On Wang Shu’s Architecture
This book delves into the design process of the Chinese architect Wang Shu, 2012 Pritzker laureate, by analyzing the evolution of six of his most significant works. These have heretofore received little attention in Europe, so the publication rectifes a major omission in the editorial world.
Convinced of the power of drawings rendered with a pencil, ruler and compass, Wang Shu continues to work as he did when he was a student. Like a ritual, always after writing a page of calligraphy and drinking a cup of tea, the architect sits down to draw, translating his thoughts into lines on paper. His work is the result of a continuous, uninterrupted thought process where drawing by hand plays an essential role in the search for form.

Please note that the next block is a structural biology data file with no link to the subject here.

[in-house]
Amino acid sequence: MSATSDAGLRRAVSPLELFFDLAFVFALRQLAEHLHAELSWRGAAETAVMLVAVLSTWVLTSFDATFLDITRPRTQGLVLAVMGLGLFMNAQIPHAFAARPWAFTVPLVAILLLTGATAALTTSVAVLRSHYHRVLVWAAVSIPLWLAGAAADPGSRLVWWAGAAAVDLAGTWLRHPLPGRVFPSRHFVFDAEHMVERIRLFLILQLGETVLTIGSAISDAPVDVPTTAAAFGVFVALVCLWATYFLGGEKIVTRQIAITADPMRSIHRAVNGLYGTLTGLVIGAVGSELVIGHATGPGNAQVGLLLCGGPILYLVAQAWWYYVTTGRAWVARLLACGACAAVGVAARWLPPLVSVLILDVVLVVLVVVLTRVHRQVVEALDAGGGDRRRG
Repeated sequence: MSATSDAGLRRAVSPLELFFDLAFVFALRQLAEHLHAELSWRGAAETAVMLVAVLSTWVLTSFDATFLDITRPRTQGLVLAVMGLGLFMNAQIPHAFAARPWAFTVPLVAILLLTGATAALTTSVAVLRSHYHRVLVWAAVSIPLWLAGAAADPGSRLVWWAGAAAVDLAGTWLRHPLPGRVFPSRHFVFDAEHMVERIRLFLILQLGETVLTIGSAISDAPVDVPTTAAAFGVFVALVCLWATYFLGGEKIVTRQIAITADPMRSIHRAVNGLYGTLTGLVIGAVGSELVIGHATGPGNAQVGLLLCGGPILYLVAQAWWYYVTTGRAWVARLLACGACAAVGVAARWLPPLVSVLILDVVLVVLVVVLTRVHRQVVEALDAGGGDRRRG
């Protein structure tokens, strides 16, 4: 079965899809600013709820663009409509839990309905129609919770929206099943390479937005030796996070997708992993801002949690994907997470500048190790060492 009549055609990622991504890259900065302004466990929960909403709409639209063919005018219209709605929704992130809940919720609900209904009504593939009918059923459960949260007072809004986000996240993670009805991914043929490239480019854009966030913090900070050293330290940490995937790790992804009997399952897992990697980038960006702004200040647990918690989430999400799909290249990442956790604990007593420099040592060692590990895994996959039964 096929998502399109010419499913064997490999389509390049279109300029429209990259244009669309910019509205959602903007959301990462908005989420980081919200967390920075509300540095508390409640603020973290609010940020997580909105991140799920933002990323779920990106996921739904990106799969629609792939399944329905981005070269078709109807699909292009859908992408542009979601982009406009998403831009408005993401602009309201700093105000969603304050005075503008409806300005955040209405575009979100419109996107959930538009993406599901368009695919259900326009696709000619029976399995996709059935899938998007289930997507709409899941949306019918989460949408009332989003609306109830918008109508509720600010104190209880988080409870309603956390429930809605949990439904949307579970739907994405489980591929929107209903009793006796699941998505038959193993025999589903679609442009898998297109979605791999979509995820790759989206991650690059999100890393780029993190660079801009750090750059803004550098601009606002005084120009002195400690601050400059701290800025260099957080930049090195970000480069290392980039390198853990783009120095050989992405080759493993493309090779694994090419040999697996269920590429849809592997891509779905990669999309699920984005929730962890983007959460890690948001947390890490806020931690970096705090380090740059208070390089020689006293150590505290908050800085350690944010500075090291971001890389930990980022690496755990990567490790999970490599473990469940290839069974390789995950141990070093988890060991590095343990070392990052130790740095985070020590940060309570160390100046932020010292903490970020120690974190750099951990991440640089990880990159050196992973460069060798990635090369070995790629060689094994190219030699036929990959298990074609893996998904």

Maybe this is why the best approach to his approach to architecture is through the 68 drawings reproduced in the book in their real size, which range from explorations of conceptual strategies in the early stages of a project to highly defined construction details. The drawings are preceded by a very personal text written by Shu himself, where he explains the whys of each line drawn and the thoughts that led him to draw it. As the design progresses, drawings come and go, move close and away, center on the whole or on details, defining structure and form, scale and proportion. Designs are repeated, with small differences making a difference. The title of the Japanese-bound publication expresses another of Wang Shu’s convictions: that all architecture is a house, whatever be its function.